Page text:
Muza, on returning to the East, is said to have drawn near to Damascus with a train of thirty waggons full of Spanish silver, gold, and precious stones. Tarik ben Ziyed, marching in triumph through the land, secured at Cordova, Amaya, and other towns and capitals, enormous store of "pearls, arms, dishes, silver, gold, and other jewels in unprecedented number." One object, in particular, is mentioned with insistency by nearly all the chronicles, both Mussulman and Christian. Quoting from the Pearl oJ Marvels of I bn Alwardi, this was "the table which had belonged to God's prophet, Solomon (health be to both of them). It was of green emeralds, and nothing fairer had been ever seen before. Its cups were golden and its plates of precious jewels, one of them specked with black and white." All manner of strange things are said about this table, though most accounts describe it as consisting of a single emerald. Perhaps it was of malachite, or of the bright green serpentine stone extracted formerly as well as nowadays from the Barranco de San Juan at Granada, and several other spots in Spain. Bayan Almoghreb says it was of gold mixed with a little silver and surrounded by three gold rings or collars; the first containing pearls, the second rubies, and the third emeralds. Al-Makkari describes it as "green, with its 365 feet and borders of a single emerald." Nor is it known for certain where this "table" fell into the hands of Tarik. Probably he found it in the principal Christian temple at Toledo - that is to say, the Basilica of Santa Maria. Ibn Alwardi says that in the aula regia, or palace of the Visigothic kings, the lancers of the Moorish general broke down a certain door, discovering "a matchless quantity of gold and silver plate," together with the "table." Doubtless this strong room was the same referred to in the following lines. "It was for ever closed; and each time that a Christian king began to reign he added to its door a new and powerful fastening. In this way as many as four and twenty padlocks were gathered on the door."
However, the most explicit and informative of all these ancient authors is Ibn Hayyan, who says; "The table had its origin in the days of Christian rulers. It was the custom in those times that when a rich man died he should bequeath a legacy to the churches. Proceeding from the value of these gifts were fashioned tables, thrones, and other articles of gold and silver, whereon the clergy bore the volumes of their gospel when they showed them at their ceremonies. These objects they would also set upon their altars to invest them with a further splendour by the ornament thereof. For this cause was the table at Toledo, and the [Visigothic] monarchs vied with one another in enriching it, each of them adding somewhat to the offerings of his predecessor, till it surpassed all other jewels of its kind and grew to be renowned exceedingly. It was of fine gold studded with emeralds, pearls, and rubies, in such wise that nothing similar had ever been beheld. So did the kings endeavour to increase its richness, seeing that this city was their capital, nor did they wish another to contain more splendid ornaments or furniture. Thus was the table resting on an altar of the church, and here the Muslims came upon it, and the fame of its magnificence spread far abroad."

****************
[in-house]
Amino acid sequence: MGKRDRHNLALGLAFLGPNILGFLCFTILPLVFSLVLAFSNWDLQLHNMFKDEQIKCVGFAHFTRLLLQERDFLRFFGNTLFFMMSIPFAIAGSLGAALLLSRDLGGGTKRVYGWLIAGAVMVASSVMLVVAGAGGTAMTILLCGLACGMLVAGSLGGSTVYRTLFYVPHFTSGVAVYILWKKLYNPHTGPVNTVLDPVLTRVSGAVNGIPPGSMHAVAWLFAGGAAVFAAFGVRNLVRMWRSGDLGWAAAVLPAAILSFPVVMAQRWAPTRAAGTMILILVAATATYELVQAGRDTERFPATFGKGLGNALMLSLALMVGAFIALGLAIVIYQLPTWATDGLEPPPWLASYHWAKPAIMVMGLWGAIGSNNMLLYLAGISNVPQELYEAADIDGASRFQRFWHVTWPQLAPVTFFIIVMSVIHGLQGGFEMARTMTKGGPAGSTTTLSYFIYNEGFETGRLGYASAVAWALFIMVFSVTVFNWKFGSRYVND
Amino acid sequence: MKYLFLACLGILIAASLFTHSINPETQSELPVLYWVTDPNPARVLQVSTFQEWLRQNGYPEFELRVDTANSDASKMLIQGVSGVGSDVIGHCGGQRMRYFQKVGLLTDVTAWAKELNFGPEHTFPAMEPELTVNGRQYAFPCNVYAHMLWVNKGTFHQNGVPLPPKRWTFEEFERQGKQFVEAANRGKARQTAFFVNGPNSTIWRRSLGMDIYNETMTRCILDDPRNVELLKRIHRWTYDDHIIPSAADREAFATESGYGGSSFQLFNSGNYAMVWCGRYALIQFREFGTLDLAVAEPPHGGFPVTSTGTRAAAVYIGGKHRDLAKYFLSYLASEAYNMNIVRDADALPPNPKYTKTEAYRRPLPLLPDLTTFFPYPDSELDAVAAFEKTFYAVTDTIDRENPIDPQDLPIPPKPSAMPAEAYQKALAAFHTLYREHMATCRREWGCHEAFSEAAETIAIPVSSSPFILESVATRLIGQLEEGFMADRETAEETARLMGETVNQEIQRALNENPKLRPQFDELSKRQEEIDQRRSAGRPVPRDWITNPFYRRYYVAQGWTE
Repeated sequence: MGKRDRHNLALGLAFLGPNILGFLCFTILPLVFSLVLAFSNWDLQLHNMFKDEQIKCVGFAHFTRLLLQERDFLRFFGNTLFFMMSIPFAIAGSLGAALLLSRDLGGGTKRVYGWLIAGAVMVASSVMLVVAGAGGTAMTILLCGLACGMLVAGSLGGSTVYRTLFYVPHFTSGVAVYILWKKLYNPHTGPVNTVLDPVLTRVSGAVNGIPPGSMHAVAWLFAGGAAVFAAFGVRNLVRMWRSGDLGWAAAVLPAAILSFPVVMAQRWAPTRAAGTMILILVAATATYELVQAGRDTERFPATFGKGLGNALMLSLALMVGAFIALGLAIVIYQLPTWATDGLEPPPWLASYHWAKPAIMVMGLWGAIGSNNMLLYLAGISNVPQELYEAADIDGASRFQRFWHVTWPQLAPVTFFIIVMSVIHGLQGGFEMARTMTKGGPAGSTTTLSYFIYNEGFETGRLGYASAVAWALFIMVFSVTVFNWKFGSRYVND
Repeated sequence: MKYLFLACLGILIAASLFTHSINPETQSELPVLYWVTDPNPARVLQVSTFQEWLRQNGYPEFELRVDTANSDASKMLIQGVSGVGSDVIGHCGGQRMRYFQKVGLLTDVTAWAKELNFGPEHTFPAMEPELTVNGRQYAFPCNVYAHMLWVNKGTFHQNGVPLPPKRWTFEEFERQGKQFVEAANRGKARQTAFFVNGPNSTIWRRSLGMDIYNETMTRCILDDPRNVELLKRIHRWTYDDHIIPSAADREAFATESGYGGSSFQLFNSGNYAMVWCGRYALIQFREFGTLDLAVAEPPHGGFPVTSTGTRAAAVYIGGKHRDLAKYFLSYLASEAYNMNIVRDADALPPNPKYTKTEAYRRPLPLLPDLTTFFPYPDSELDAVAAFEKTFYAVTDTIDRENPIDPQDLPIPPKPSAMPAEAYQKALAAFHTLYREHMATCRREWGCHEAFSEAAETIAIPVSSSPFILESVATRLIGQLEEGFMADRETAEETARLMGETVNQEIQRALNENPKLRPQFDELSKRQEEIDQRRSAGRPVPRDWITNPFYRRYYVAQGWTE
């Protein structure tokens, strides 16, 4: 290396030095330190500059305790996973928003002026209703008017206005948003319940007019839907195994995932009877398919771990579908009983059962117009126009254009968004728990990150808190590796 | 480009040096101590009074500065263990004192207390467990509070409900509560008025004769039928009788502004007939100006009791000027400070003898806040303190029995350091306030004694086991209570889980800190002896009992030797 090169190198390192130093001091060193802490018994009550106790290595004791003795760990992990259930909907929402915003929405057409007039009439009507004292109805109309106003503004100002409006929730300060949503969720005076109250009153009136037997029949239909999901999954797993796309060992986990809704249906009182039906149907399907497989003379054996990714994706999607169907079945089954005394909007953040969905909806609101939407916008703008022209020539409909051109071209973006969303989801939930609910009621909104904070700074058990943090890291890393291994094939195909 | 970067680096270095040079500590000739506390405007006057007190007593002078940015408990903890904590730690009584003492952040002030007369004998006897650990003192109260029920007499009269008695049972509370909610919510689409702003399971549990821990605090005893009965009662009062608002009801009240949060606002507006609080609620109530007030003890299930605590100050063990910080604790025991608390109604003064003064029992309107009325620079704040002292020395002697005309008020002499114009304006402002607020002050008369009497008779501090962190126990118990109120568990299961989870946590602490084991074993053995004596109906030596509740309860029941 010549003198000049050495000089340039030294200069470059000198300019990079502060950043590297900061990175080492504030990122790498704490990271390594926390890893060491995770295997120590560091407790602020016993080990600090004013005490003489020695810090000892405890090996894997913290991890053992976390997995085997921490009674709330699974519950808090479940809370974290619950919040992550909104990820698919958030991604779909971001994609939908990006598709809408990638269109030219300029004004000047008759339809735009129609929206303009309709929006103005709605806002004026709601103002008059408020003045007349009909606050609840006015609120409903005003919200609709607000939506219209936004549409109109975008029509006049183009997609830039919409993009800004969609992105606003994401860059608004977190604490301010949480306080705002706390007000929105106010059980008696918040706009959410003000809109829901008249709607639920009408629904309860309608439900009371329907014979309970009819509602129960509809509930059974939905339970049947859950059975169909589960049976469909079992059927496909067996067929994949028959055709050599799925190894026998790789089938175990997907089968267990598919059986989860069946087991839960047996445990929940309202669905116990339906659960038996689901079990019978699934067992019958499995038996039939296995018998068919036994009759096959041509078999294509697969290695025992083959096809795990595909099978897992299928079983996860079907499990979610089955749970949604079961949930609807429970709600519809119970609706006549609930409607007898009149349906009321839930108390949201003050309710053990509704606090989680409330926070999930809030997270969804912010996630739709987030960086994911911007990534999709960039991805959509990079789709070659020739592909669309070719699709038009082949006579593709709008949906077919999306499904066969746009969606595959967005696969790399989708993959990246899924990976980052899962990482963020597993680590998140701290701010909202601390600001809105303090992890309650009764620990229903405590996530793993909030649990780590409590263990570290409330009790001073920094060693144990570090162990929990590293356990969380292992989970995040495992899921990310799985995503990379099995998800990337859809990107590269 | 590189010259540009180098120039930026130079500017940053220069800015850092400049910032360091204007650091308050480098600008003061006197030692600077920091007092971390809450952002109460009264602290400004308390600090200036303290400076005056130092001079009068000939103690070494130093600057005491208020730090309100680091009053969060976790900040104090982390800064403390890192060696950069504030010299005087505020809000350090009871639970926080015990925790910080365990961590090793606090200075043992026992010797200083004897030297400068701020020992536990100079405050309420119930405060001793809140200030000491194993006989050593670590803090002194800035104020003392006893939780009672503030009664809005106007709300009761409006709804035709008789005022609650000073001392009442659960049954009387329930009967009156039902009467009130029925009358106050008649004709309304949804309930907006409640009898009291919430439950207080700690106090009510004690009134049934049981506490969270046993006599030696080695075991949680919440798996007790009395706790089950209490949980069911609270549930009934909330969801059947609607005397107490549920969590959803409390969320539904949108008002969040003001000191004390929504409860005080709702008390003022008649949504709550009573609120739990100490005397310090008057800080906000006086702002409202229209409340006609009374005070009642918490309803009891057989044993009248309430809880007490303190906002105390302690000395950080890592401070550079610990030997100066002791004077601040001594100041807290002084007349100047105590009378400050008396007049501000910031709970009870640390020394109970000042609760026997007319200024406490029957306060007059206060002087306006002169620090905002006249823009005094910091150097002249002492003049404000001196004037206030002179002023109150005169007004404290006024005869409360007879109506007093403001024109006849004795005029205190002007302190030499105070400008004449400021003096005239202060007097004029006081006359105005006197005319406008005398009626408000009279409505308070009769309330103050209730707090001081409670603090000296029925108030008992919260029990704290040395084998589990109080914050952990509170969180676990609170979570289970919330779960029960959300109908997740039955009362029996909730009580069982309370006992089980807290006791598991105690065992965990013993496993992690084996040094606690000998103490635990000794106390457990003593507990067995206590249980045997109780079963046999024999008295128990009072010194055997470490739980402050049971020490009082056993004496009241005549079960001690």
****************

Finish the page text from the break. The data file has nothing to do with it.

Another chronicle affirms that Tarik found the "table" at a city called Almeida, now perhaps Olmedo. "He reached Toledo, and leaving a detachment there, advanced to Guadalajara and the [Guadarrama] mountains. These he crossed by the pass which took his name, and reached, upon the other side, a city called Almeida or The Table, for there had been discovered the table of Solomon the son of David, and the feet and borders of it, numbering three hundred and sixty-five, were of green emerald."
In any case this venerated jewel gave considerable trouble to its captors. When envious Muza followed up the march of Tarik, his lieutenant, he demanded from him all the spoil, and in particular the ever-famous table. Tarik surrendered this forthwith, but after slyly wrenching off a leg. Muza perceived the breakage, and inquired for the missing piece. " I know not," said the other; "'twas thus that I discovered it." Muza then ordered a new leg of gold to be made for the table, as well as a box of palm leaves, in which it was deposited. "This," says Ibn Hayyan, "is known to be one of the reasons why Tarik worsted Muza in the dispute they had before the Caliph as to their respective conquests." So it proved. Ibn Abdo-1-Haquem1 relates that Muza appeared before the Caliph Al-Walid and produced the table. Tarik interposed and said that he himself had taken it, and not the other leader. " Give it into my hands," the Caliph answered, "that I may see if any piece of it be wanting," and found, indeed, that one of its feet was different from the rest. "Ask Muza," interrupted Tarik, "for the missing foot, and if he answer from his heart, then shall his words be truth." Accordingly Al-Walid inquired for the foot, and Muza made reply that he had found the table as it now appeared; but Tarik with an air of triumph drew forth the missing piece which he himself had broken off, and said: "By this shall the Emir of the Faithful recognize that I am speaking truth; that I it was who found the table." And thereupon Al-Walid credited his words and loaded him with gifts.
Comparing the statements of these writers, we may be certain that the "table" was a kind of desk of Visigothic or, more probably, Byzantine workmanship, for holding the gospels on the feast-days of the national church. Probably, too, seeing that a palm-leaf box was strong enough to keep it in, its size was inconsiderable. Its value, on the statement of Ibn Abdo-1-Haquem, was two hundred thousand dinares.
1 Account of the Conquest of Spain, published, with an English translation and notes, by John Harris Jones. London, 1858.